I finally got my hands on a fantastic art book for kids - I found Discovering Great Artists by MaryAnn F. Kohl and Kim Solga from the library and brought it home.  The pages are full of art ideas for kids inspired by famous artists. I plan on doing quite a few of these projects this summer and was able to complete one with Maisy and Mina (ages 5 and 3) this afternoon.  

This art project is inspired by Henri Rousseau, a French artist famous for painting jungle scenes.  Our first task to get started was to go outside and collect leaves.  We also grabbed a few flowers and branches that were growing in the yard.

Since I was out of green paint, I decided we would make some.  Around Christmas time, we painted cookies with egg yolk paint for the first time.  The colors were so vibrant - it was perfect for our bright jungle scene.  I took and separated 5 egg yolks from the whites and put them into separate dishes.  I wanted to be able to make several shades of green.

I let the girls add food coloring to the egg yolks and mix them together.

Our five shades of green are all ready to go.

The girls used a small sponge brush to coat one side of the leaf with the paint, then they stamped it onto their paper (I had some left over posterboard that I cut to size).  Both of them got the hang of the process quickly and went to work covering their papers.  They had fun using different types of foliage and flower petals to do their printing.

We let the paint dry while we ate our lunch, then I gave the girls some markers to complete their jungle scenes.  I tried to take somewhat of a close up shot to show the dimension and sheen the egg yolk paint gives to the picture.  It may have worked a little better if their animals were drawn before we added paint since the paint is translucent and would have made a cool effect.


Maisy's artwork is on the top, Mina's is on the bottom.

This is my first time making my own paint - I know there are several ways this can be done. 

What is your favorite way to make paint?

Fun with a cardboard box


What can a child do with an empty box?  The possibilities are endless.  Back in the fall my girls used shoeboxes to make homes for their collection of pocket sized dolls, but their larger dolls were left homeless.

My girls had been eyeing the growing collection of larger boxes in the basement (due to my love of online shopping).  So they set out on another Sunday afternoon to make not only a home for their dolls, but a little village.  Here's a complimentary tour of their neighborhood:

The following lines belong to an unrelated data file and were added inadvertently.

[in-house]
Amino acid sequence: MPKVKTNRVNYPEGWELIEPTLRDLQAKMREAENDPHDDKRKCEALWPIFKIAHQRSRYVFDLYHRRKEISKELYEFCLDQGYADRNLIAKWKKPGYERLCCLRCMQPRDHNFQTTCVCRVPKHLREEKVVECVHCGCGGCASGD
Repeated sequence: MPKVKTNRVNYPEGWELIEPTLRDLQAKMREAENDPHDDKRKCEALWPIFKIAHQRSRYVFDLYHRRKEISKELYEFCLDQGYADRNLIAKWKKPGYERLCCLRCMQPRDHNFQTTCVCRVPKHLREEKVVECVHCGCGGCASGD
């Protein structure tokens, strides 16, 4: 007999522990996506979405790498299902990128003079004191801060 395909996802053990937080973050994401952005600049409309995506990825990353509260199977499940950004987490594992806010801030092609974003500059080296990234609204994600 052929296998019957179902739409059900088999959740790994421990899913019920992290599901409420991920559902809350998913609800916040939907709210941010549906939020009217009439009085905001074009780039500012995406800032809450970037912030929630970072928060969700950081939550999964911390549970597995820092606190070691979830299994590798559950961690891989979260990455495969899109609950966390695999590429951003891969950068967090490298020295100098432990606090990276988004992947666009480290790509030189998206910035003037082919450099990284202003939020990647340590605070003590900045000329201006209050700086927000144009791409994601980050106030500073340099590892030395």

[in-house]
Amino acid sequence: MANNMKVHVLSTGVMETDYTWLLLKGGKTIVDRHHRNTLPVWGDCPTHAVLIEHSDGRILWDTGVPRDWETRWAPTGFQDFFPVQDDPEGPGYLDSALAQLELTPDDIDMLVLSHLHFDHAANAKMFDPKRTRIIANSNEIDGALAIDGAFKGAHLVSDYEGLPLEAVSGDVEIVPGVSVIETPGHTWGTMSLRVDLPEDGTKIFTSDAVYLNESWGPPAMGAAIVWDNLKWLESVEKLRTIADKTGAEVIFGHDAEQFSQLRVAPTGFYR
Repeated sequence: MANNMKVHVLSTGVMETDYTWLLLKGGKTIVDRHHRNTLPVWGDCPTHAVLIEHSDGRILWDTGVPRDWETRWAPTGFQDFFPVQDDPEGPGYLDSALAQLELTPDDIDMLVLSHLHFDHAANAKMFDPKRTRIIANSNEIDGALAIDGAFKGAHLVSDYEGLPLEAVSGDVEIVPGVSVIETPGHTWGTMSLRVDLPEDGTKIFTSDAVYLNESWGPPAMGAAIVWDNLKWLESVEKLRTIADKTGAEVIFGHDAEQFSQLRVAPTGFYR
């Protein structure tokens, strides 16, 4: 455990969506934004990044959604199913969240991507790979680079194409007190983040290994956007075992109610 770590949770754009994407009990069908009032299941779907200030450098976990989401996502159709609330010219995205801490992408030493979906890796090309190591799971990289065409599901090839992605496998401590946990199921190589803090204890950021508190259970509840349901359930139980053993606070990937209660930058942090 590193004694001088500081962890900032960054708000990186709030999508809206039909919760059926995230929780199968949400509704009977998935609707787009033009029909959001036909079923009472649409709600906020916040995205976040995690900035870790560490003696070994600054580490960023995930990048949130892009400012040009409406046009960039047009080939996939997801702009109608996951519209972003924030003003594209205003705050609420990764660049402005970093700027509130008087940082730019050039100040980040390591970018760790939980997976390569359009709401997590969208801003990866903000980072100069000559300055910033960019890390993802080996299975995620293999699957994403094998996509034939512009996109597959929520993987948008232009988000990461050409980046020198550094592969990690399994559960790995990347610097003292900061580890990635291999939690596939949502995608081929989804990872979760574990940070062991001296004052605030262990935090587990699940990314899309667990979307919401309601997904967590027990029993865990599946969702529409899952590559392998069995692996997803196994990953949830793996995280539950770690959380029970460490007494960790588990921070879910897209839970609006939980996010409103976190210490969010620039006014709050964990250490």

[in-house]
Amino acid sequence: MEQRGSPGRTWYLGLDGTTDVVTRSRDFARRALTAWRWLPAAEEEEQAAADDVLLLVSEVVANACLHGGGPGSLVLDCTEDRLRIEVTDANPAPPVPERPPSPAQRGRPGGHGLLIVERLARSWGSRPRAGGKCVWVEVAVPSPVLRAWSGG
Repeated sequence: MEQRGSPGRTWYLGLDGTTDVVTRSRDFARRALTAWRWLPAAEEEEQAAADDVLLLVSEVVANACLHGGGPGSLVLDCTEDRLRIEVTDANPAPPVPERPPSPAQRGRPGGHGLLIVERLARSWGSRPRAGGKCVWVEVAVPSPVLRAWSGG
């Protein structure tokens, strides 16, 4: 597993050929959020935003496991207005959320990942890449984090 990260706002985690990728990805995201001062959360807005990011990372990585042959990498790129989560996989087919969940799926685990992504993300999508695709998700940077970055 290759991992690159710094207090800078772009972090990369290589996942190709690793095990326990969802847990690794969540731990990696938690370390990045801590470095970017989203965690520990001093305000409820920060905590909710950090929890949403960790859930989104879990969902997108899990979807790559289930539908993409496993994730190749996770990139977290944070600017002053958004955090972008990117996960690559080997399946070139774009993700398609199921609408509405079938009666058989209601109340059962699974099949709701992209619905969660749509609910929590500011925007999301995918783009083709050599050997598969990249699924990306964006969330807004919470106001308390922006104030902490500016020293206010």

This home comes with a spacious yard where the kids can run and play.

Don't underestimate the value of convenient parking.  (Bonus that these dolls fit into the Barbie car so nicely)

And who doesn't love a full bath to relax in after a busy day?

And when the dolls' day is done, it's time to curl up with their favorite stuffed animal and hit the hay.

I love to give the girls something so plain and ordinary and see what clever things they will come up with on their own - with zero influence from me.  

Do you have empty boxes just begging to be transformed into some unexpected cool toy?  Go ahead and let your child's imagination run free - just hand them a box and see how their play time unfolds and transforms.  

Need a little more inspiration?  Check out these clever kids at play:





"Handy" handmade coasters


It's that time of year to show our teachers how much we appreciate them. Last year, my two oldest daughters and I found this handmade gift idea in Family Fun magazine and worked on these hand-shaped coasters to give to their teachers.

To make them I traced my daughter's handprint onto a sheet of cardstock and cut it out for a template.  We traced four handprints from each girl onto a piece of scrap fabric using chalk.  I trimmed the fabric so that it would fit nicely onto my sheet of Stiff Fusible Interfacing.  Then I placed another piece of coordinating fabric on the underside of the interfacing.  I ran a hot iron (of course this is an adult's job) over the fabric and interfacing "sandwich" for roughly 30 seconds or so.  You can tell if you're done ironing because the fusing will be adhered to the fabric.  After the fabric was cool enough to pick up, I cut along the traced handprint and had 4 handprints shaped coasters to give to each teacher.

I felt like these needed something extra so I attached this little poem to the package:


"I know my hands are little
And sometimes make a mess,
So I’ve made for you some coasters
 to give your drinks a rest.

Thanks for being my teacher,
It’s kind of funny, can’t you see?
Now I’ll be helping you
By putting mess on me."


These were fun for my girls to give to their teachers last year, but would also make a meaningful Mother's Day gift for grandma.

I haven't decided what to do this year for our teachers, but have found some great inspiration around the web.  Check out some fantastic ideas on my Teacher Gifts board on Pinterest.


Making a treasure box






My girls love their accessories and Maisy (age 5) has been begging to make a jewelry box.  To make these jewelry (or treasure) boxes we used:


  • an old kid-sized shoe box
  • several toilet paper tubes (we used 6)
  • paint
  • glue


Maisy and Mina (age 3) started by painting their boxes to their liking.
 


I love the portrait Maisy painted on the top of her box of me and the 3 girls.



While the paint dried, I took the paper tubes and cut them in half so they would fit into the box.  Before glue was added to the tubes, I figured how many would fit into each box and arranged them the way we wanted them.  We dipped one end of the tube into glue and attached it to the bottom of the box, then repeated for the rest of the paper tubes.

Once the glue dried, the boxes were ready to fill.  The girls spent the rest of the afternoon rounding up jewelry and other small treasures to put into their boxes.  The little compartments make the box extra fun to sort and organize their jewelry and other small treasures.